The operations of the Advisory Board are so shrouded in mystery that it seems reasonable to consider Mr. Christenson’s presence somewhat suspicious. What particular skills does Mr. Christenson’s bring at the margin that dramatically outweigh his probable bias? If none, why was he appointed in the first place?
Objection 3: It is not the case that “academic freedom” applies only to faculty and students. Mr. Christenson and other non-student, non-faculty members of the advisory board are also entitled to academic freedom.
We Respond: Myriad authorities make clear that academic freedom is not the intrinsic right of every member of a college or university community. Rather, it is a right afforded to students and faculty. The most influential articulation of academic freedom comes from the American Association of University Professors’ (AAUP) “1940 Statement of Principles on Academic Freedom and Tenure.” More recently, Cary Nelson, the former president of the AAUP, formulated academic freedom as a principle which applies only to faculty and students. It should thus be evident that academic freedom, as used in common parlance, does not apply to any members of college or university communities who cannot be categorized as either faculty or students.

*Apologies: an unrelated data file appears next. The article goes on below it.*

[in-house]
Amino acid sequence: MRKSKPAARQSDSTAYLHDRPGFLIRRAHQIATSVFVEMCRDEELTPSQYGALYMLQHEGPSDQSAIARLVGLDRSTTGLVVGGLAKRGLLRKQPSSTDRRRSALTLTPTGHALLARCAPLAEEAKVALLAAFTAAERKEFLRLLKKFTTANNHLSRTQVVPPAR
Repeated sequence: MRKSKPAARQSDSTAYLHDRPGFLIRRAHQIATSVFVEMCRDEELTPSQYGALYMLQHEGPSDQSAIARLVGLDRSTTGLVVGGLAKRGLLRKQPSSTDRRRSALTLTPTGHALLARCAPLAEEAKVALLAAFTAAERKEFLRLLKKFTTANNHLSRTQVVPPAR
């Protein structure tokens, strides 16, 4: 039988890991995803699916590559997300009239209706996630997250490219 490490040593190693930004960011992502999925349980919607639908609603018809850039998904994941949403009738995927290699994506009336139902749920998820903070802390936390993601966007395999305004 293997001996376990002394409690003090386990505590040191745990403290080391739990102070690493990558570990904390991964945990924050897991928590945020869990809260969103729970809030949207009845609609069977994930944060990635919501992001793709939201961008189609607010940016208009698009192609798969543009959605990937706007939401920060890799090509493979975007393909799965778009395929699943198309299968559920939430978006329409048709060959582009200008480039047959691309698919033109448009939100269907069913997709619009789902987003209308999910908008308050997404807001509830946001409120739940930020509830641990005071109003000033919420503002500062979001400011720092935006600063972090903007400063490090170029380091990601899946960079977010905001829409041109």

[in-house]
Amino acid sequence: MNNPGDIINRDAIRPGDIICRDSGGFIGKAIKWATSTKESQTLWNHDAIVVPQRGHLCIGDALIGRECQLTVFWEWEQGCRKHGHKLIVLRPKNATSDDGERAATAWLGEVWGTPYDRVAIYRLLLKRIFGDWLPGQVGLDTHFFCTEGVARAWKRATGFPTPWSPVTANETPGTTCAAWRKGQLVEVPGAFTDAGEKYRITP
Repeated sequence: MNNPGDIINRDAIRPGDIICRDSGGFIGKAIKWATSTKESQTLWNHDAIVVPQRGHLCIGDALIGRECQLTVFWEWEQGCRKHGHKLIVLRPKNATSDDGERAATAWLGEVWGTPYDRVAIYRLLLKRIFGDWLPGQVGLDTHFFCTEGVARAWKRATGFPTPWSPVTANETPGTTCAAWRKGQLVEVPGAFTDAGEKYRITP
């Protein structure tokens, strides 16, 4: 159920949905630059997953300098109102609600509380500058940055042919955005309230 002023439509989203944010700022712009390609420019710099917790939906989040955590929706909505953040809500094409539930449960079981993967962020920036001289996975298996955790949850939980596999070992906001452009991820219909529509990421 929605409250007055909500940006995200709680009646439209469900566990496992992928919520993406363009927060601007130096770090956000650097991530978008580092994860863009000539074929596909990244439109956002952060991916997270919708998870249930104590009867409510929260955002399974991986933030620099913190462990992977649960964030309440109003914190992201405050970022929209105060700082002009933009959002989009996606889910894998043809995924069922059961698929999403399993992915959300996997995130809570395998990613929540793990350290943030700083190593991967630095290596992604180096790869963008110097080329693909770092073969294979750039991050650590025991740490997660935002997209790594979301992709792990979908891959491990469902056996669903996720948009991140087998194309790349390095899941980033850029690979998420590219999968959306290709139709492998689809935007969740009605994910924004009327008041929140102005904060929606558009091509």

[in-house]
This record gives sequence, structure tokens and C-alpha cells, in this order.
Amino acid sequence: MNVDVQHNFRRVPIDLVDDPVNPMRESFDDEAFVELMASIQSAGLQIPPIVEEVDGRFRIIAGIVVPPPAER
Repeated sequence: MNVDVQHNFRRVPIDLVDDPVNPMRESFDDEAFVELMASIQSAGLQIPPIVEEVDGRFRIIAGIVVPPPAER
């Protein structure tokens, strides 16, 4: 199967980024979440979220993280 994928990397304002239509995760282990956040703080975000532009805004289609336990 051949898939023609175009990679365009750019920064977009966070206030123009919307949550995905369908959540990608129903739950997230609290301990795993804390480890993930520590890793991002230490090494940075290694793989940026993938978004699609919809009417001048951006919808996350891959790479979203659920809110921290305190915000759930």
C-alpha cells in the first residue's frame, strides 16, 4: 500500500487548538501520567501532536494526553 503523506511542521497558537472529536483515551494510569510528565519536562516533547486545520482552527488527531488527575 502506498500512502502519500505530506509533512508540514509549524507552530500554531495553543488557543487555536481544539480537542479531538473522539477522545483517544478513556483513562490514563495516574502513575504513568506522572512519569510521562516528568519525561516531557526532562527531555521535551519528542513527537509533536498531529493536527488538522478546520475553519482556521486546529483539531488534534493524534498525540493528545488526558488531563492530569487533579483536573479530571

It is the duty of St. Olaf’s students and faculty to identify and confront threats to their academic freedom wherever they may arise. The presence of outside interests on an advisory board whose exact duties have never been clearly delineated is something that supporters of academic freedom should not support without careful reflection. We maintain that Mr. Christenson’s involvement with the Institute for Freedom and Community is problematic not simply because we oppose his particular political positions, but because there is something alarming about the involvement of an actively-employed lobbyist with a board whose duty is to make important decisions about the allocation of scarce resources among students and scholars whose work often challenges the interests of said lobbyist’s employer.